US to send asylum seekers back to dangerous part of Mexico
In this Nov. 2, 2018, file photo, Yenly Morales,left, and Yenly Herrera, right, immigrants from Cuba seeking asylum in the United States, wait on the Brownsville and Matamoros International Bridge in Matamoros, Mexico. (AP Photo/Eric Gay, File)
The U.S. government on Friday expanded its policy requiring asylum seekers to wait outside the country to one of Mexico's most dangerous cities, where thousands of people are already camped, some for several months.
The Department of Homeland Security said Friday that it would implement its Migrant Protection Protocols in Brownsville, Texas, across the border from Matamoros, Mexico. DHS says it anticipates the first asylum seekers will be sent back to Mexico starting Friday.
Under the so-called "Remain in Mexico" policy, asylum seekers are briefly processed and given a date to return for an immigration court hearing before being sent back across the southern border. Since January, the policy has been implemented at several border cities including San Diego and El Paso, Texas. At least 18,000 migrants have been sent back to Mexico under the policy, according to Mexico's National Migration Institute.
The U.S. is trying to curtail the large flow of Central American migrants passing through Mexico to seek asylum under American law. The busiest corridor for unauthorized border crossings is South Texas' Rio Grande Valley, where Brownsville is located. Other cities in the Rio Grande Valley were not immediately included in the expansion.
DHS said it had coordinated with the Mexican government on the policy. The Mexican government did not immediately respond to requests for comment. But the Trump administration has pressured Mexico to crack down on migrants, threatening earlier this year to impose crippling tariffs until both sides agreed on new measures targeting migration.
Matamoros is at the eastern edge of the U.S.-Mexico border in Tamaulipas state, where organized crime gangs are dominant and the U.S. government warns citizens not to visit due to violence and kidnappings.
The city is also near where a Salvadoran father and his 23-month-old daughter were found drowned in the Rio Grande, in photos that were shared around the world.
Many people have slept for the last several months in a makeshift camp near one of the international bridges, including families with young children. Thousands more stay in hotels, shelters, or boarding houses. Only a few migrants daily have been allowed to seek asylum under another Trump administration policy limiting asylum processing known as "metering."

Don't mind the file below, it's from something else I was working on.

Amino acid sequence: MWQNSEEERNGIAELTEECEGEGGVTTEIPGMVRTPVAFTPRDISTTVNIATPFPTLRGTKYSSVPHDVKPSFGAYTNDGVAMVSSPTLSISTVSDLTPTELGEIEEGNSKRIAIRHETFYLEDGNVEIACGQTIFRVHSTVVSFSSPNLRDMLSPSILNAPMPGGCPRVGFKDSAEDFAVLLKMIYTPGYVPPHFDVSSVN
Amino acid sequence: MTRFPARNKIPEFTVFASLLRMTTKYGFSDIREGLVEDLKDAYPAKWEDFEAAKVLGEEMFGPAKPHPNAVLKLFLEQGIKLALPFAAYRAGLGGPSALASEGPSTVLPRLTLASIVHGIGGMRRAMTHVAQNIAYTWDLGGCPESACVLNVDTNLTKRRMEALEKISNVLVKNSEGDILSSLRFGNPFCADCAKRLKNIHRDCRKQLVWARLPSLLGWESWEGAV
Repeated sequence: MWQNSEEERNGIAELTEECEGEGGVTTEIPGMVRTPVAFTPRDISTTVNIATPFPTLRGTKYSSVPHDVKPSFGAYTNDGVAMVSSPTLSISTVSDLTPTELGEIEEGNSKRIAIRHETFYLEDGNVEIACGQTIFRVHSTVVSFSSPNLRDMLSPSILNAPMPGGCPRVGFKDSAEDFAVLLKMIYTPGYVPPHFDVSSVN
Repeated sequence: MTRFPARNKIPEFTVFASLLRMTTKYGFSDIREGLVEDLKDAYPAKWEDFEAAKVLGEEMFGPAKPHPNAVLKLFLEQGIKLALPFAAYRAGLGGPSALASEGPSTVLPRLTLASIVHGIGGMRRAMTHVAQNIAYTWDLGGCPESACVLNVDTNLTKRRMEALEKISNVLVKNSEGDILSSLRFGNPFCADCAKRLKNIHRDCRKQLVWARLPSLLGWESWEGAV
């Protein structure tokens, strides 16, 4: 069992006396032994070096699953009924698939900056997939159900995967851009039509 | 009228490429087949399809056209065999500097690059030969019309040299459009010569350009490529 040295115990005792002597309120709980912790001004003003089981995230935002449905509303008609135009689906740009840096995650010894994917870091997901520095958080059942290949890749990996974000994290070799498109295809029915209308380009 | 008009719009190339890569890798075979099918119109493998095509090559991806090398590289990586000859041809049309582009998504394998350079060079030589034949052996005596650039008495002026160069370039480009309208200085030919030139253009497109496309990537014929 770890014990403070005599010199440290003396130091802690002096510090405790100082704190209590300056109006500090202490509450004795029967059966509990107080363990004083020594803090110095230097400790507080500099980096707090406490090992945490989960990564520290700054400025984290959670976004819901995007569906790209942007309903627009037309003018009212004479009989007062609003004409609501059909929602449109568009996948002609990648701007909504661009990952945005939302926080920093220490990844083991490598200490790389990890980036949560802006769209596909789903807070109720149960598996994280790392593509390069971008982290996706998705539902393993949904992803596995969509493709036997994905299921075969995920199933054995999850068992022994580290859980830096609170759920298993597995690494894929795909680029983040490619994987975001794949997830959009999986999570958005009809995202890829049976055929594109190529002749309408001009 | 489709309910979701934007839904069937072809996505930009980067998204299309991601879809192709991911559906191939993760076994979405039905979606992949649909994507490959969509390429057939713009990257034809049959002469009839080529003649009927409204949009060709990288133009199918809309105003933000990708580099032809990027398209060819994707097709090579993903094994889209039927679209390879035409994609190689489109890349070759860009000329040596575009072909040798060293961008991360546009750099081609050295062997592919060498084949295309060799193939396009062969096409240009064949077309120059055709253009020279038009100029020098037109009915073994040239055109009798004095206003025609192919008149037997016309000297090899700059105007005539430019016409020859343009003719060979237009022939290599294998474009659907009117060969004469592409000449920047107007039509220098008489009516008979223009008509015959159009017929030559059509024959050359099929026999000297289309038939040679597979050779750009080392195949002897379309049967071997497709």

A list run by Mexican officials has more than 1,000 people on it, said Elisa Filippone, a U.S.-based volunteer who visits Matamoros several times a week to deliver food and donated clothes. But many others not on the list wait in shelters. There are frequent rumours that migrants are shaken down for bribes to join the list, Filippone said.
She described a desperate situation that could be made worse if people are forced to wait longer in Mexico for their asylum claims to be processed.
"I'm afraid that Matamoros is about to catch on fire," she said.
Filippone said Friday that she saw the camp closest to one of the bridges being cleared away, though it was not immediately clear why or where the people detained would go.
DHS recently implemented the "Remain" policy for migrants in Nuevo Laredo, across from Laredo, Texas. About 1,800 asylum seekers and migrants are currently waiting in Nuevo Laredo, where some have reported being kidnapped and extorted by gangs.
"I don't want to go out on the street. I'm afraid the same men ... will do something to me or my boys," said one woman, insisting on speaking anonymously out of fear for their safety.
People in Nuevo Laredo were told to return in September for U.S. court dates. At other points of the border, wait times have stretched to several months.
Unlike in criminal court, the U.S. government does not have to provide lawyers to people in the immigration court system. Attorneys in South Texas have long questioned where they could meet with potential clients in Tamaulipas.
Many migrants who get to the U.S. have exhausted all their resources by the time they arrive, said Lisa Brodyaga, an attorney who has represented asylum seekers for decades.
"It would be extremely difficult for them to find attorneys who would have the time and the ability and the willingness to expose themselves to what's going in Matamoros," she said. "I'm not sure how it's going to work."